Berwick report: 8 key things in major patient safety review and 2 that are not
Professor Don Berwick’s report makes eight key recommendations for improving NHS patient safety but does not call for rumoured measures on mandatory minimum staffing levels or a legal duty of candour.
Eight key recommendations in Berwick report:
- The NHS needs to adopt a culture of learning – this must come from “countless, consistent and repeated” messages to staff so that goals and incentives are clear and in patients’ best interests
- Staffing levels must be adequate, based on evidence – boards and local leaders should take responsibility for ensuring that clinical areas are adequately staffed
- Connecting with patients and the frontline – leaders need first-hand knowledge of the reality of the system and the patient voice must be heard and heeded at all times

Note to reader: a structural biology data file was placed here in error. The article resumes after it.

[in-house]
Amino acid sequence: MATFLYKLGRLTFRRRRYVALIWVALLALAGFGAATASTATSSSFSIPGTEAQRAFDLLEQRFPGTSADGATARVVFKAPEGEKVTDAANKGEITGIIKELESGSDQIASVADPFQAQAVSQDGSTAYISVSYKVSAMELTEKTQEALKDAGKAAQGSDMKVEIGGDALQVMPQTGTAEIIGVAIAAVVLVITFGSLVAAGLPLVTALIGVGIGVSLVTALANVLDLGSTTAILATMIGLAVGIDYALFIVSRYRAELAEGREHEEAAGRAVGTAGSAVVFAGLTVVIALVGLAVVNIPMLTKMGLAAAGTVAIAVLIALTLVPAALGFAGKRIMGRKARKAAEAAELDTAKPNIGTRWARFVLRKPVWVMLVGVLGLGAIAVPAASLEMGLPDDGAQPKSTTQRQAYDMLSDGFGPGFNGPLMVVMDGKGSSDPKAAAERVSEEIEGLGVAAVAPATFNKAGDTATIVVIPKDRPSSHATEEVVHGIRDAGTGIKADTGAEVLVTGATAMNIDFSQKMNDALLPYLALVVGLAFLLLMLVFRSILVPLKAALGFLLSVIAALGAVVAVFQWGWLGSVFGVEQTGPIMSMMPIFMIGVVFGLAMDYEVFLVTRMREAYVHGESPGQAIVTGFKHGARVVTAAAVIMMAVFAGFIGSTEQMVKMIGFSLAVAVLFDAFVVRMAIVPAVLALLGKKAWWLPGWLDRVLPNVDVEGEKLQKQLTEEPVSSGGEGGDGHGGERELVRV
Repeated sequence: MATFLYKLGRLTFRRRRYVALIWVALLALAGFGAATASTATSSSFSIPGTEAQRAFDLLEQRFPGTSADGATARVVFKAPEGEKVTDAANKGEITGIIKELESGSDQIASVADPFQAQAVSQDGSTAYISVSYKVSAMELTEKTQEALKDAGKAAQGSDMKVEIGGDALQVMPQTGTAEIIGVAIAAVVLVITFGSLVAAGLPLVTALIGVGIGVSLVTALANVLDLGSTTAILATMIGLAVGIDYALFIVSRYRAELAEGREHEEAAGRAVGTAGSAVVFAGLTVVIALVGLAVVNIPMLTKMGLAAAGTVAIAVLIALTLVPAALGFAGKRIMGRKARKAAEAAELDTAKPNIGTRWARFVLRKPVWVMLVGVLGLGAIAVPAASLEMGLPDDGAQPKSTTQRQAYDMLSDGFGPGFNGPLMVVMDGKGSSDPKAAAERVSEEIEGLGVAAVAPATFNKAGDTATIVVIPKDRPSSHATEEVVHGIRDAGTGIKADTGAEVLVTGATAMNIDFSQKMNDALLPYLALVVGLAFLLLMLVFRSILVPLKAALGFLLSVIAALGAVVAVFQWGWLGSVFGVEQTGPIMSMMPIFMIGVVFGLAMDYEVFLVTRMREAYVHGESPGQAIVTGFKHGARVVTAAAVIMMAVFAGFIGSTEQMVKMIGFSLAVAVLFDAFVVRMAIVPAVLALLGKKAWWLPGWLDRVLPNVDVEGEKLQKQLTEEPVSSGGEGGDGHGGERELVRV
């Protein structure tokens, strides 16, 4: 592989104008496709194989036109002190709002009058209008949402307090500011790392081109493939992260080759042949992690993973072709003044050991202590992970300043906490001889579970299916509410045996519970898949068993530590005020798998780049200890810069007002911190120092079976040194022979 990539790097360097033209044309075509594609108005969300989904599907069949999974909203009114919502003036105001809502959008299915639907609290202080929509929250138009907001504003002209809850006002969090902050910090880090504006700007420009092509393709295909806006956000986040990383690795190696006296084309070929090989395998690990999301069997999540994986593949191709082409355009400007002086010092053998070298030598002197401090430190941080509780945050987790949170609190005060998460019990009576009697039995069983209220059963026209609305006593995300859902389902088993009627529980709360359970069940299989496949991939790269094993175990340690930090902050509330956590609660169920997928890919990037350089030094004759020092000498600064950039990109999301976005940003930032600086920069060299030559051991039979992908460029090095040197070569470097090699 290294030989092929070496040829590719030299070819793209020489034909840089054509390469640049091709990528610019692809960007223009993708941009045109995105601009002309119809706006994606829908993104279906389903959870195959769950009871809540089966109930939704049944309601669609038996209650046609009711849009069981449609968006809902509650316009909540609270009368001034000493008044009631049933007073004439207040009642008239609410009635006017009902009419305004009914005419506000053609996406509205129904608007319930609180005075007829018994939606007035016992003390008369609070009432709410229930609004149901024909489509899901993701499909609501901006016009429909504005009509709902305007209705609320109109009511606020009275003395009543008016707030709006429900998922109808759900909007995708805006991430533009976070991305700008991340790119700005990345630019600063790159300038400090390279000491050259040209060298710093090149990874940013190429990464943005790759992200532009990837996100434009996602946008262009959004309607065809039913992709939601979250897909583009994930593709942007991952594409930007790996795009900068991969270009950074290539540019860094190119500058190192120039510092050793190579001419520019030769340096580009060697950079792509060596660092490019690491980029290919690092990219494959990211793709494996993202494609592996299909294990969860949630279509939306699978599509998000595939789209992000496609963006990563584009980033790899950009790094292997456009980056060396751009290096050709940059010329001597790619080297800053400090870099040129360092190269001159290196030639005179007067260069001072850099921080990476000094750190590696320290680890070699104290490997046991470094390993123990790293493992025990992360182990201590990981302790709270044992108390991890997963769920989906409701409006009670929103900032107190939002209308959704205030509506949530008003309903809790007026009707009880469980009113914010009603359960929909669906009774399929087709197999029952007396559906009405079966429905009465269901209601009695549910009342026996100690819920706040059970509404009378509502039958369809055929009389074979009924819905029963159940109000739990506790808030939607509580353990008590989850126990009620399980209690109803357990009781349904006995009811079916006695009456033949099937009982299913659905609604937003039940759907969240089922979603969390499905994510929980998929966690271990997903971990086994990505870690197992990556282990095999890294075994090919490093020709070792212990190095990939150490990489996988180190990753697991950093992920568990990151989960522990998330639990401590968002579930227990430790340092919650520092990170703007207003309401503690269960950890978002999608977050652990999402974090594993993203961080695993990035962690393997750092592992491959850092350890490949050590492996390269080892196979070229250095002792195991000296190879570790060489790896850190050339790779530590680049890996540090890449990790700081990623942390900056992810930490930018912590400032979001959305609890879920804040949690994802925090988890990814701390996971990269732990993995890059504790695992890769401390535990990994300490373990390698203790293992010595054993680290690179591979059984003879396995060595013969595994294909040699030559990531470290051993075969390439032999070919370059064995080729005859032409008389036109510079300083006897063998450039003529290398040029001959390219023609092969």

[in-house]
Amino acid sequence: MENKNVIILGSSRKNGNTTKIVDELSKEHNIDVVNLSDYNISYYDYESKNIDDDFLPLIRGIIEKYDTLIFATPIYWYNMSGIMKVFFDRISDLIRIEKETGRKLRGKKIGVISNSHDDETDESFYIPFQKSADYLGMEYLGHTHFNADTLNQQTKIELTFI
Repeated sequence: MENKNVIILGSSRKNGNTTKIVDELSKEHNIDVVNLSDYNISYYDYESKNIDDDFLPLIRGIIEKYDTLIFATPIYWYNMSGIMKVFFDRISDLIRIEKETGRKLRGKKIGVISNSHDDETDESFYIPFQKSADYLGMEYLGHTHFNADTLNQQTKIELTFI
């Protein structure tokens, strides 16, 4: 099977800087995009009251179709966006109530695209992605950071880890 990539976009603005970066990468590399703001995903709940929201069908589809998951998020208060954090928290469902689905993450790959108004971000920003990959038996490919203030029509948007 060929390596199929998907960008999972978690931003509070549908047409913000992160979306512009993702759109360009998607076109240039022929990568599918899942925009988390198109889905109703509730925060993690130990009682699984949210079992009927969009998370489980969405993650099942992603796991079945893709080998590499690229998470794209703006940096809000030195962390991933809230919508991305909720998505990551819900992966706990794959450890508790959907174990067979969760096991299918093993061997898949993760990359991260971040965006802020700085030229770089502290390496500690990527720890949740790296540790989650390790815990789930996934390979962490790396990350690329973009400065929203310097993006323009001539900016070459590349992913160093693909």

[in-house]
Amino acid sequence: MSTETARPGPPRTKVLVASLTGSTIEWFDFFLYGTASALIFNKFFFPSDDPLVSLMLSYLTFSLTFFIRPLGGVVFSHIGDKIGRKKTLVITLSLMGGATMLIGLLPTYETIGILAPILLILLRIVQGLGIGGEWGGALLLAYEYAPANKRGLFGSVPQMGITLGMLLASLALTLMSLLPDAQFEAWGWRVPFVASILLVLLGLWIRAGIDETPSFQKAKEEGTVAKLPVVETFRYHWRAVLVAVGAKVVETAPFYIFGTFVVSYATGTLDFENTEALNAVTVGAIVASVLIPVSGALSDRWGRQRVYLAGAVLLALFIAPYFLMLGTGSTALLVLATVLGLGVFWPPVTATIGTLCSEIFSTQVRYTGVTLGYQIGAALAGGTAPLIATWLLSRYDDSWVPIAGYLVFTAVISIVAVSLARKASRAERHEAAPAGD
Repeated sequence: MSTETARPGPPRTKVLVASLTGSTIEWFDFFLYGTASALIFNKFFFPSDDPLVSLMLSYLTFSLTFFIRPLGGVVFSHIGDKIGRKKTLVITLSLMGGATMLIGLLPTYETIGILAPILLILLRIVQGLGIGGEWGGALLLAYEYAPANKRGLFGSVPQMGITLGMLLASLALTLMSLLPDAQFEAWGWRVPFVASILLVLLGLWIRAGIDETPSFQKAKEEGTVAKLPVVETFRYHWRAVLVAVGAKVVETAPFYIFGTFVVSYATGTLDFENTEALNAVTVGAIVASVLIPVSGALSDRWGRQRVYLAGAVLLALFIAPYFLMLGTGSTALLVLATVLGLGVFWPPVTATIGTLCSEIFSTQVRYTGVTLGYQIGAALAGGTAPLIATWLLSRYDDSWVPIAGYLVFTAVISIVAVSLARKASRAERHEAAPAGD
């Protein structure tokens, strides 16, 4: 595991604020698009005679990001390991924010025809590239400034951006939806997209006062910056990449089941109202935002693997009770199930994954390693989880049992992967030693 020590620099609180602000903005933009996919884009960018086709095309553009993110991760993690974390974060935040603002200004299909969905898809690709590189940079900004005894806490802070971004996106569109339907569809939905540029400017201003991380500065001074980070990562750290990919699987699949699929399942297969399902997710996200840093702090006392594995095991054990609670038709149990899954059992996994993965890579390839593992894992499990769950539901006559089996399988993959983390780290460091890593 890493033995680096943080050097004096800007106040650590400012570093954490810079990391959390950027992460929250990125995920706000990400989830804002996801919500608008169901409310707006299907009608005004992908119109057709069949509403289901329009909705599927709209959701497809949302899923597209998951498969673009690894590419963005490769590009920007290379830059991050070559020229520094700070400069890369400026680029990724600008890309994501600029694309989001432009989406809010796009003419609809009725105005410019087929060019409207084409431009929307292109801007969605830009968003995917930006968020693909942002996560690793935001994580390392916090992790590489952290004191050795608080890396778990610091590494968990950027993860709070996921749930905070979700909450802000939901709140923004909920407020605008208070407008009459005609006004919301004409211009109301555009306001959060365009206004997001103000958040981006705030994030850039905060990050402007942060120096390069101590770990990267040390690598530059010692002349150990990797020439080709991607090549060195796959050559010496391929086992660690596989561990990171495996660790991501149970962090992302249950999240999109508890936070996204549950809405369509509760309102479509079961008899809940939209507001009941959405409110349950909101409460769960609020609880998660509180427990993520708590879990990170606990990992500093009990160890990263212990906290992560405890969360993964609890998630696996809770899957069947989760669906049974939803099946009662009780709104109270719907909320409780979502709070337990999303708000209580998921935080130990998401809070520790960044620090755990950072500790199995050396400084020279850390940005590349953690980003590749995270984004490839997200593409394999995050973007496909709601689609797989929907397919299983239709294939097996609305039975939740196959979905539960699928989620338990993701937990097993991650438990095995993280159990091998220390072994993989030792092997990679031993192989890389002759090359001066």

- Complaints systems need to be continuously reviewed and improved.
- Transparency must be complete, timely and unequivocal
- There is no single measure for safety – the NHS should continue to use mortality rate indicators to detect potentially severe problems, but these indicators remain a “smoke alarm”
- Supervisory and regulatory systems should be clear – an in-depth, independent review of the structures and the regulatory system should be completed by the end of 2017
- New criminal offences should be created around recklessness or wilful neglect or mistreatment by organisations or individuals, and for organisations that withhold or obstruct relevant information
Two recommendations not in the Berwick report that were rumoured to be:
- A statutory duty of candour for healthcare workers should not be introduced – it claims professional codes of conduct and guidance are adequate
- Mandatory minimum levels for nurses and other NHS staff – it claims staffing levels cannot be dictated from the centre